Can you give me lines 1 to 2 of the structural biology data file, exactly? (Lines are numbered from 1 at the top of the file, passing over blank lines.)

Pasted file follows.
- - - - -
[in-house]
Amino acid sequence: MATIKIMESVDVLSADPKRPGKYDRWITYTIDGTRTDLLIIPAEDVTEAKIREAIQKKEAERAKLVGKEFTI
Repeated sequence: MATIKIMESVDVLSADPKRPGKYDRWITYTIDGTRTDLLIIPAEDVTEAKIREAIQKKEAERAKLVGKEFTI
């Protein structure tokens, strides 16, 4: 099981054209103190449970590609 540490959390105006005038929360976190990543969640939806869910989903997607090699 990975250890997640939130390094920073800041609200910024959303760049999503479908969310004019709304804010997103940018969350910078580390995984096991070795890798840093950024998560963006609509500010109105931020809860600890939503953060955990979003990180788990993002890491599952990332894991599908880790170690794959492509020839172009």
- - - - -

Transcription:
[in-house]
Amino acid sequence: MATIKIMESVDVLSADPKRPGKYDRWITYTIDGTRTDLLIIPAEDVTEAKIREAIQKKEAERAKLVGKEFTI